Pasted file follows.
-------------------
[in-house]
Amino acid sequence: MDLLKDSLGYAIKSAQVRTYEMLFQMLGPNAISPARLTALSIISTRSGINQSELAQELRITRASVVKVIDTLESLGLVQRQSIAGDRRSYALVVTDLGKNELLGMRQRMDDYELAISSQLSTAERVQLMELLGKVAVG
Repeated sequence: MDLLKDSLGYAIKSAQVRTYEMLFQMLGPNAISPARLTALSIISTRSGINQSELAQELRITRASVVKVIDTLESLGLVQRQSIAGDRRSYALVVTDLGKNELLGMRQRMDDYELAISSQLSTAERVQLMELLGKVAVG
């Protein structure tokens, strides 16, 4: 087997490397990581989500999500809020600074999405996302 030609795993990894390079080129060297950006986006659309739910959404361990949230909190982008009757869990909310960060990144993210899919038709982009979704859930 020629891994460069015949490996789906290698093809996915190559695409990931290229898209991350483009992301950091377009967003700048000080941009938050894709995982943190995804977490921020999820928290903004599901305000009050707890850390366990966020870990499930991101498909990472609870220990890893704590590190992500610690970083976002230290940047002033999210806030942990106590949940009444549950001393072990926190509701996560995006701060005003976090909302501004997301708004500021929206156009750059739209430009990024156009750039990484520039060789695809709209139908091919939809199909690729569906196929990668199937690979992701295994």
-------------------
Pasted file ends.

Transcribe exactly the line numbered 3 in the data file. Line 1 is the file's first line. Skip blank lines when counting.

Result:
Repeated sequence: MDLLKDSLGYAIKSAQVRTYEMLFQMLGPNAISPARLTALSIISTRSGINQSELAQELRITRASVVKVIDTLESLGLVQRQSIAGDRRSYALVVTDLGKNELLGMRQRMDDYELAISSQLSTAERVQLMELLGKVAVG